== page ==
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29 Jun, 2012

Parents: 5 Tips To Protect Kids From Abuse And Violence


San Francisco, CA (PRWEB) June 29, 2012 – Many parents are overwhelmed by fear for their kids, asking how they can protect their children from people like Jerry Sandusky, a former Penn State coach who held a position of respect and power in his community and was recently convicted of 45 counts of child abuse, as reported in the New York Times. A new book from the founder of Kidpower, a nonprofit leader in people safety education, offers five tips for protecting kids from abuse, violence and other dangers.

“Like many sexual predators, Jerry Sandusky developed strong relationships of love and trust with his victims before molesting them,” says van der Zande, child safety expert and the author of The Kidpower Book For Caring Adults, a comprehensive guide on how to protect children from sexual abuse, abduction, bullying and other violence, including clear explanations, inspiring stories, and step-by-step explanations about how to practice skills.

A veteran instructor of self-protection and self-defense workshops to adults as well as children and teens for more than 20 years, van der Zande finds the stories told by Sandusky’s victims in the trial “chillingly similar to the stories we hear from adult survivors of child sexual abuse in our classes.”

After the guilty verdict for Sandusky was announced, van der Zande responded to the latest influx of questions from parents by also publishing an excerpt from The Kidpower Book For Caring Adults on her “Put Safety First” Blog with steps parents can take to protect kids from abuse:

“As these terrible stories come to light, we need to understand that Sandusky is not unique,” van der Zande writes. “Pedophiles know how to find and manipulate vulnerable kids – and how to put on a great show for everyone else, even members of their family. Almost certainly, as I write this, a child is being abused behind closed doors somewhere in your town – and in mine. And these kids are not speaking up because the person abusing them is someone they love and trust – a member of their family, a mentor, someone they are dependent on.

Here are five steps from Kidpower.org to protect children from being betrayed by someone they love and trust.

1. Accept the reality that many child molesters may seem like wonderful people.  Don’t be fooled by outside appearances. Pay attention to what someone is actually doing with your kids. If someone who is responsible for the care of many kids starts to single your child out for special attention, be careful. Don’t assume that someone is safe just because this person is generous, beloved, charming, and kind.

2. Teach kids about touch in healthy relationships. The Kidpower rules include: “Touch or games for play, teasing, or affection should be the choice of each person, safe, allowed by the grownups in charge, and not a secret.  Other people should not touch your private areas or ask you to touch their private areas. Touch for health and safety is sometimes not a choice but should never be a secret.”  Rehearse with kids how to stop unwanted touch using non-sexual touch, like someone patting their head or holding their hand.  Give kids practice in persisting in setting their boundaries by pretending to act sad or by offering a bribe and having them say “No” again.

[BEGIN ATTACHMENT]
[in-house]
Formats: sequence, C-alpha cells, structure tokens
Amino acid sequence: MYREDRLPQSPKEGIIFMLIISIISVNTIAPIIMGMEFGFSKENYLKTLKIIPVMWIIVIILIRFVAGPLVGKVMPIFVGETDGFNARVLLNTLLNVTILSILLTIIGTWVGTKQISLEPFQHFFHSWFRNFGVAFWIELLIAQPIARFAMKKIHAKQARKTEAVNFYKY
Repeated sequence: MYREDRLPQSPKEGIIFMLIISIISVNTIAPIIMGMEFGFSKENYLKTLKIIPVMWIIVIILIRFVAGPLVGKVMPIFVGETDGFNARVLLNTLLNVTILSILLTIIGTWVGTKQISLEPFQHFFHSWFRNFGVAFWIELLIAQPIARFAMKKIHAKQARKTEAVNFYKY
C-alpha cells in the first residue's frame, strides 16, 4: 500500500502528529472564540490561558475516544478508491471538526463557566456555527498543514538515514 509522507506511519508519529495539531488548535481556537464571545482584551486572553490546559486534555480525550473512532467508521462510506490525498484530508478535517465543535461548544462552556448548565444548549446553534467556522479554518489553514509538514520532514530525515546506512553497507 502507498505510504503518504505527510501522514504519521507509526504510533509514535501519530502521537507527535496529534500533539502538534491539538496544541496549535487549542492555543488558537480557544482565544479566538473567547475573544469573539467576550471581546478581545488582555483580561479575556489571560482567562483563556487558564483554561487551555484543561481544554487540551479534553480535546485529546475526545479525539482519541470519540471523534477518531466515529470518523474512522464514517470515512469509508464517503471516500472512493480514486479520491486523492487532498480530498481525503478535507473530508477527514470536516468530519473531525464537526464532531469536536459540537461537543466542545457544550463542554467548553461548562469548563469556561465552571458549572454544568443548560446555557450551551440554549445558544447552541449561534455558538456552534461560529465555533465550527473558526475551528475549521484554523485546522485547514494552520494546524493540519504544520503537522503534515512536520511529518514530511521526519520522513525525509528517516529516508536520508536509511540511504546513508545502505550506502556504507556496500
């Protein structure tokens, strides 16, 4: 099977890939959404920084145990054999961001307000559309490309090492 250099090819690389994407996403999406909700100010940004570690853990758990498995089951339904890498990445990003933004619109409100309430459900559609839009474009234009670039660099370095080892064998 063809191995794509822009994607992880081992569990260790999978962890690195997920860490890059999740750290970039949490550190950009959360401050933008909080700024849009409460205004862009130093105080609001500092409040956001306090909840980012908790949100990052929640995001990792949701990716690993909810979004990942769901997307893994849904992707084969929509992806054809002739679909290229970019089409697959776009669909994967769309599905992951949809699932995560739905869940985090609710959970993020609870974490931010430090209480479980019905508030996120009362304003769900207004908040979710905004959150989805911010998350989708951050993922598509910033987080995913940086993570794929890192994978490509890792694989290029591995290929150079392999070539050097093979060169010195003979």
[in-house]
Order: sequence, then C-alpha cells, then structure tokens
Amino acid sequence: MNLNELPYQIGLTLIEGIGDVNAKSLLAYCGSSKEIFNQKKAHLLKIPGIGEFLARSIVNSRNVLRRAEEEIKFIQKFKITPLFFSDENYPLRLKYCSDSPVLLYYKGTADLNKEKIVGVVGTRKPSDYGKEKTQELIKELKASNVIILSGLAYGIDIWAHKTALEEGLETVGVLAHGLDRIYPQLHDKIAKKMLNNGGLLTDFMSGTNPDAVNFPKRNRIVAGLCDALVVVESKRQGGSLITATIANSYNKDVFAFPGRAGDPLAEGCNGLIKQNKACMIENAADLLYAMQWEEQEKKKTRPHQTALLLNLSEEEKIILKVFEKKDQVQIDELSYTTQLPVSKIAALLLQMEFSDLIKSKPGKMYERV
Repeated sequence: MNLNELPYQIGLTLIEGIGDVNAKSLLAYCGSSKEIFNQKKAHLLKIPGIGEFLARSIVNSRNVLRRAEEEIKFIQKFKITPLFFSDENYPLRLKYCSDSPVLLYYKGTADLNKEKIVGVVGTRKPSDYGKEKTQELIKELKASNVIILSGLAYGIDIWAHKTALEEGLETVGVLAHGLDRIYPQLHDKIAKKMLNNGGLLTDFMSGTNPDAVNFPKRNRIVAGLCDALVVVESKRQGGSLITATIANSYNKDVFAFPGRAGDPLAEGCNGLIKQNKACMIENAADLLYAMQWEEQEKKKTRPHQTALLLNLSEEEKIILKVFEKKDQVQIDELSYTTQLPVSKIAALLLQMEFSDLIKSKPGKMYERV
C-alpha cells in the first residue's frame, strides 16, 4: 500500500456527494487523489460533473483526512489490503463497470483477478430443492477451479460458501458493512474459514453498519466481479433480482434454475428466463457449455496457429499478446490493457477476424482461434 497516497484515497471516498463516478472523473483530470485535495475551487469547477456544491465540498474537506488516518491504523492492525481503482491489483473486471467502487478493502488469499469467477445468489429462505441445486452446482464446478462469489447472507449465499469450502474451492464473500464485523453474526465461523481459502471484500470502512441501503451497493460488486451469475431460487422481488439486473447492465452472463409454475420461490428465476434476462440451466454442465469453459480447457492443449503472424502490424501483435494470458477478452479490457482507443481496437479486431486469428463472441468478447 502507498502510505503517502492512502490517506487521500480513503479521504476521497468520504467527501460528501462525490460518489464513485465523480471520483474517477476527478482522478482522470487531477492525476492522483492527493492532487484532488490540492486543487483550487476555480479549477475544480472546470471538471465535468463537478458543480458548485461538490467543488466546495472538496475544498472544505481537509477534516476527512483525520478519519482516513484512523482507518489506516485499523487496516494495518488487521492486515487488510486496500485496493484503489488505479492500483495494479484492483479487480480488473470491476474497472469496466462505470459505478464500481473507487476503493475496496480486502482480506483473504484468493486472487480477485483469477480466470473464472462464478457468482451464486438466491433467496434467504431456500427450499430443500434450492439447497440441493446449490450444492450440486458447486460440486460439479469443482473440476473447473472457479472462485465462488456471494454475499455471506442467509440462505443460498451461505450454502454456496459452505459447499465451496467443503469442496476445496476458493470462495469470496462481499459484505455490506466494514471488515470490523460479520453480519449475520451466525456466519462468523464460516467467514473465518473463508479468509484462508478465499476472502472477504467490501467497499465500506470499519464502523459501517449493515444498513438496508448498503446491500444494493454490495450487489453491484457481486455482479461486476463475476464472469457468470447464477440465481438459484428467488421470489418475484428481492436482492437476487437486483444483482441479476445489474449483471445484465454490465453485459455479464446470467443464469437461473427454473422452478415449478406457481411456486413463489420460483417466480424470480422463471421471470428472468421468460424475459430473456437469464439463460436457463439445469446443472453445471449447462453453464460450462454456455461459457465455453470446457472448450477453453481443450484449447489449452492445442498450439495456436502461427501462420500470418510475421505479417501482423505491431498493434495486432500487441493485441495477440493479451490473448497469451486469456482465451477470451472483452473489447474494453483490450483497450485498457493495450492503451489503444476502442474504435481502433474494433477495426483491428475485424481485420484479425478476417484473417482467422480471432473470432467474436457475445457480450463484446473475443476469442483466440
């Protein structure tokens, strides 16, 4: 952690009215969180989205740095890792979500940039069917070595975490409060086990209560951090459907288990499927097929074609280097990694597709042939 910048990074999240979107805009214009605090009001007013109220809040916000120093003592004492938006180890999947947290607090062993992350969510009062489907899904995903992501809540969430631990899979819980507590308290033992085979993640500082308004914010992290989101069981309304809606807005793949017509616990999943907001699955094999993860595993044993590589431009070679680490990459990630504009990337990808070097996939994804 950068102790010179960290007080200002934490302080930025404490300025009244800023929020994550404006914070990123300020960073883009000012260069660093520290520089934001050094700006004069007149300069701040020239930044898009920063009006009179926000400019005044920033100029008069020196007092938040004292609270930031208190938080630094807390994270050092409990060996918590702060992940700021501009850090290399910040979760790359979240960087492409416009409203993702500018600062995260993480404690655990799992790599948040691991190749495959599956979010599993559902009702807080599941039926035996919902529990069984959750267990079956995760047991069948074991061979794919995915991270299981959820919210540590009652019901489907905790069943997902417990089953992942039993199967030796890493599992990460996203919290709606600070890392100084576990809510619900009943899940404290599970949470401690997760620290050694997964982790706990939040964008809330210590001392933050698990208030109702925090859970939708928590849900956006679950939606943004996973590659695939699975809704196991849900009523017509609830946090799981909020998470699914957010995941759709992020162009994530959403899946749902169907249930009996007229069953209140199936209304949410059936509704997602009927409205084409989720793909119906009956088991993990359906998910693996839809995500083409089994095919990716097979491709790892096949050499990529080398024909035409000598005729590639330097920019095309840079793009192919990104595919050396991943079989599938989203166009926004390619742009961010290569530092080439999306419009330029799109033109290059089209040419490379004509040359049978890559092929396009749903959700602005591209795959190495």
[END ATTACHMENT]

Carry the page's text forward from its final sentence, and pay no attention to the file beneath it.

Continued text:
3. Teach kids to tell, even if someone they care about will be upset. The Kidpower rule is that “Problems should not be secrets.”  Get kids into the habit of talking to you by listening without lecturing or judging. Ask occasionally, “Is there anything you’ve been wondering or worrying about that you haven’t told me?”  Remind kids that their safety is the most important thing in the world to you and that you want to know if anything happens that is against your safety rules. Rehearse with kids how to interrupt a busy, impatient adult with a safety problem and how to persist in getting help if the adult doesn’t understand or believe them.

4. Take action if someone’s behavior makes you uncomfortable. Speak up about anything someone does with kids that you are not sure is safe. You don’t have to assume child abuse but you do have to be aware of the possibility of someone harming your child either intentionally or accidentally. If this person has good intentions, then you can work out concerns or misunderstandings.  Pay attention to your intuition. Don’t make or accept excuses. Keep supervising to ensure that your child is in safe hands.

5. Understand that Putting Safety First takes an ongoing commitment. Make safety conversations a daily part of your lives. Keep talking to kids and regularly ask, “Is there anything you’ve been wondering about, or worrying about, that you haven’t shared with me?” Keep paying attention and speak up if you see a problem. And keep practicing people safety skills with kids — just like they need to practice anything else, like brushing their teeth, they need to practice boundary setting and self-protection skills like awareness and getting help when they have a problem in order to make it a healthy habit. The Kidpower books provides a fun effective empowering way to do it!

Irene van der Zande is the Founder and Executive Director of Kidpower Teenpower Fullpower International.